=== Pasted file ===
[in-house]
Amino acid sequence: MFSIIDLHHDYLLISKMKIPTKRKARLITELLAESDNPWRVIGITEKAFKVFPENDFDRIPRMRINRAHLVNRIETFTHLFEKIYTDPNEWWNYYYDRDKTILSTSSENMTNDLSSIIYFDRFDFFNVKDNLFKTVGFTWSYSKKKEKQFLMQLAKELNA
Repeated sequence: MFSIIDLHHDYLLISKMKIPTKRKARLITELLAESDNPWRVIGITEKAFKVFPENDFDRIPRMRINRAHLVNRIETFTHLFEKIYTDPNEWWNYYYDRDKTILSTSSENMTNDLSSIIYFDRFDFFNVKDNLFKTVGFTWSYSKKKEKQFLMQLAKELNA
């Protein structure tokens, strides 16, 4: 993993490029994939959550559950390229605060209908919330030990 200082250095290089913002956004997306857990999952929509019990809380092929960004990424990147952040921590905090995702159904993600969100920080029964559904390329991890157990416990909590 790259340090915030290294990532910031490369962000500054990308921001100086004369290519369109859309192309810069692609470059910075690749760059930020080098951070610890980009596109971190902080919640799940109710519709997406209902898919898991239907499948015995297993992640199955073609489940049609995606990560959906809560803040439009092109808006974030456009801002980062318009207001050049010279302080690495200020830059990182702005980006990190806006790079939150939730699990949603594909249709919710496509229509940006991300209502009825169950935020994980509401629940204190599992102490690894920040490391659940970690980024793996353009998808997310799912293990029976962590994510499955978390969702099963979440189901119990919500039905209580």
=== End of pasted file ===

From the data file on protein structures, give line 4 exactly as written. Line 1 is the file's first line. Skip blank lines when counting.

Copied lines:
């Protein structure tokens, strides 16, 4: 993993490029994939959550559950390229605060209908919330030990 200082250095290089913002956004997306857990999952929509019990809380092929960004990424990147952040921590905090995702159904993600969100920080029964559904390329991890157990416990909590 790259340090915030290294990532910031490369962000500054990308921001100086004369290519369109859309192309810069692609470059910075690749760059930020080098951070610890980009596109971190902080919640799940109710519709997406209902898919898991239907499948015995297993992640199955073609489940049609995606990560959906809560803040439009092109808006974030456009801002980062318009207001050049010279302080690495200020830059990182702005980006990190806006790079939150939730699990949603594909249709919710496509229509940006991300209502009825169950935020994980509401629940204190599992102490690894920040490391659940970690980024793996353009998808997310799912293990029976962590994510499955978390969702099963979440189901119990919500039905209580």